Although Croatia became a member of the EU in July of 2013, it’s not yet in the Schengen Area / Zone. It’s working towards entry, but it’s unpredictable when Croatia will be officially accepted.
There are still borders between Croatia & other EU countries
Unfortunately, there have been many cases in recent years when people made the mistake of trying to cross the Slovenian/Croatian and Hungarian/Croatian border without proper travel documents, and were of course, denied entry. Why?...
Because they believed that since Croatia was a member of the EU, there was no longer border patrol between other bordering EU countries. This is the difference between being an EU member, and being a member of the Schengen Area.
The difference between being an EU Member State vs. being in the Schengen Area:
Being an EU Member State: this means you are a country that belongs to the European Union.
What is Schengen Area? A ‘borderless’ area inside of the EU, where border controls have been removed for all travelers, which allows a free movement of people and goods.
The Schengen area is established by the agreement signed in 1985 between member states of the EU. Schengen is actually a city in Luxembourg where the agreement was signed.
So remember, if you would like to cross the Croatian border to/from surrounding countries, be sure you have the proper travel documents (according to the passport you hold):
- An ID is enough if you are a citizen of another member state of the EU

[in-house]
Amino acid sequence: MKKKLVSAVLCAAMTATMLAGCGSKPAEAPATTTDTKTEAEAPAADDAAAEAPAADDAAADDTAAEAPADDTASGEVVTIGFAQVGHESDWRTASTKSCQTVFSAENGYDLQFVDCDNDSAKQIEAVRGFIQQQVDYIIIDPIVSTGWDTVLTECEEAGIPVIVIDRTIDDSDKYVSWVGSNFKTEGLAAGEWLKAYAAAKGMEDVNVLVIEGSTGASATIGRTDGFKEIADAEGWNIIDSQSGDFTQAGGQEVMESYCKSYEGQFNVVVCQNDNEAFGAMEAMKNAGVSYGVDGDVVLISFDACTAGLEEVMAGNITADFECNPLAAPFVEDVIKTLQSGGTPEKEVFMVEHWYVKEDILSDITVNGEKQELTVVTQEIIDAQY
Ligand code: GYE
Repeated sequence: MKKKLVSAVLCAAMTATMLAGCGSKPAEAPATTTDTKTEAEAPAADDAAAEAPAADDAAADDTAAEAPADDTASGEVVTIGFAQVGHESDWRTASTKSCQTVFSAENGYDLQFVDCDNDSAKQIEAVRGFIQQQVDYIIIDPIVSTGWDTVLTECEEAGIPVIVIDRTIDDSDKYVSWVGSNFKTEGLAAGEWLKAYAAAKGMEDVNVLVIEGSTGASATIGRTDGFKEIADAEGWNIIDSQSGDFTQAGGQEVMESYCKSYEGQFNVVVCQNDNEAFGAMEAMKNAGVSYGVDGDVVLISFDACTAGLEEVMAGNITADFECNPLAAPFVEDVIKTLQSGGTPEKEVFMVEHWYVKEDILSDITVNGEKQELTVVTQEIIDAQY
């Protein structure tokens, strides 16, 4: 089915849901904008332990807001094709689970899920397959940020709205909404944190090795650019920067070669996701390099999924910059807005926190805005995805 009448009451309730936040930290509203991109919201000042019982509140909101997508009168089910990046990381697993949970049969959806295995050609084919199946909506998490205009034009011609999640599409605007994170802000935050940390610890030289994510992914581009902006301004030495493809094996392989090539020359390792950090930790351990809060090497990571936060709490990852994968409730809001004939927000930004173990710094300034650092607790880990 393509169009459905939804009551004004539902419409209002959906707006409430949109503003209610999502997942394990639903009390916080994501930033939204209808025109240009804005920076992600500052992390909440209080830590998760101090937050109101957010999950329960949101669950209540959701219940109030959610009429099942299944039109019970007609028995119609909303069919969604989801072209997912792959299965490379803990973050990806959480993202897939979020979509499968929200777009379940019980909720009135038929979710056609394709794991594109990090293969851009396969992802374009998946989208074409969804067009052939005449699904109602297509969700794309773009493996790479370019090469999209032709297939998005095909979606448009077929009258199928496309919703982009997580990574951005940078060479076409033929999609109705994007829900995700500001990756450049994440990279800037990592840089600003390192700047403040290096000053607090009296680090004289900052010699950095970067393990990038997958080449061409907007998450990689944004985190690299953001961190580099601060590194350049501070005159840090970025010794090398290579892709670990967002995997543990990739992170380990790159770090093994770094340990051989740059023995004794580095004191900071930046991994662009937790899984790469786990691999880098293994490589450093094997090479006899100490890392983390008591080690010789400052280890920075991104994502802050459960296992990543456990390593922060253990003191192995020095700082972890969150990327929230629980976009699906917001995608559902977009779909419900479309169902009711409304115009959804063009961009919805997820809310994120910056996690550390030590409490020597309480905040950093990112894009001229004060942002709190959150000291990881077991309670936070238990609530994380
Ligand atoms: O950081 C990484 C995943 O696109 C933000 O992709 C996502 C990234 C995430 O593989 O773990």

- Passports are required if you are a citizen of another world country
Which countries are the member states of the Schengen Area?
The Schengen Area includes 26 countries (compared to 28 EU member states) and is comprised of about 400 million people in total.
22 of the 26 Schengen Area countries are members of the EU and 4 are non-member states (Norway, Iceland, Switzerland and Liechtenstein).
Croatia, Romania, Bulgaria, Cyprus, Ireland and the United Kingdom are not part of the Schengen Area.
In 2019, the European Commission assessed that Croatia had fulfilled all of the technical requirements for entry into the Schengen Area, however, that is not the only deciding factor of entry, and it could still be years to official entry.
For example, Romania and Bulgaria fulfilled their technical requirements back in 2011, but are still waiting to become members of the Schengen Area today.
Why is this? Because once a country has fulfilled the technical requirements, the other member states of the EU must make a political decision together on whether to admit that country into the Schengen Area.
In short, it’s very hard to say when Croatia will make its entry into the Schengen Area, so for now, don’t forget your passports when travel to surrounding countries that are in fact members
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If you’re interested in reading a few of our other posts about Croatia:
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